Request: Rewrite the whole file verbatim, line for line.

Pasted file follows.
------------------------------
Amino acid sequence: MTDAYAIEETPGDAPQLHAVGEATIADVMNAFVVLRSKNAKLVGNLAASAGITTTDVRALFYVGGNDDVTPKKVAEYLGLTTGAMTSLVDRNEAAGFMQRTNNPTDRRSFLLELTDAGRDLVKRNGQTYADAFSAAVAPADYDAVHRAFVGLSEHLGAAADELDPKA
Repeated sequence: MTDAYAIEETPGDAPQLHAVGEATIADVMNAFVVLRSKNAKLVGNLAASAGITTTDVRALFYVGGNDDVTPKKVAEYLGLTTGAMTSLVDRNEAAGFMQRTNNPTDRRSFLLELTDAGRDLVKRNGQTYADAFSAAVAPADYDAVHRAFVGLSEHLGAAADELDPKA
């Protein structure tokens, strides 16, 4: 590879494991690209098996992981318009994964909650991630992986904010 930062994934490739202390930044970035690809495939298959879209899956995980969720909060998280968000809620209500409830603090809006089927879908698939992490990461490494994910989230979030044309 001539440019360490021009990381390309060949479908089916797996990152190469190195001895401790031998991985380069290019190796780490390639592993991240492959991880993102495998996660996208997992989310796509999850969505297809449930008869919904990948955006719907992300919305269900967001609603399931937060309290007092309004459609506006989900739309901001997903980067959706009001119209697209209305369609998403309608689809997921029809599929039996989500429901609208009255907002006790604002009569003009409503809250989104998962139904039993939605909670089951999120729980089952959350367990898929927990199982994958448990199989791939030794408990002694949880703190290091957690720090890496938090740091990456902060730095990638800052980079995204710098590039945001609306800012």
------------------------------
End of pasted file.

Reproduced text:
Amino acid sequence: MTDAYAIEETPGDAPQLHAVGEATIADVMNAFVVLRSKNAKLVGNLAASAGITTTDVRALFYVGGNDDVTPKKVAEYLGLTTGAMTSLVDRNEAAGFMQRTNNPTDRRSFLLELTDAGRDLVKRNGQTYADAFSAAVAPADYDAVHRAFVGLSEHLGAAADELDPKA
Repeated sequence: MTDAYAIEETPGDAPQLHAVGEATIADVMNAFVVLRSKNAKLVGNLAASAGITTTDVRALFYVGGNDDVTPKKVAEYLGLTTGAMTSLVDRNEAAGFMQRTNNPTDRRSFLLELTDAGRDLVKRNGQTYADAFSAAVAPADYDAVHRAFVGLSEHLGAAADELDPKA
């Protein structure tokens, strides 16, 4: 590879494991690209098996992981318009994964909650991630992986904010 930062994934490739202390930044970035690809495939298959879209899956995980969720909060998280968000809620209500409830603090809006089927879908698939992490990461490494994910989230979030044309 001539440019360490021009990381390309060949479908089916797996990152190469190195001895401790031998991985380069290019190796780490390639592993991240492959991880993102495998996660996208997992989310796509999850969505297809449930008869919904990948955006719907992300919305269900967001609603399931937060309290007092309004459609506006989900739309901001997903980067959706009001119209697209209305369609998403309608689809997921029809599929039996989500429901609208009255907002006790604002009569003009409503809250989104998962139904039993939605909670089951999120729980089952959350367990898929927990199982994958448990199989791939030794408990002694949880703190290091957690720090890496938090740091990456902060730095990638800052980079995204710098590039945001609306800012």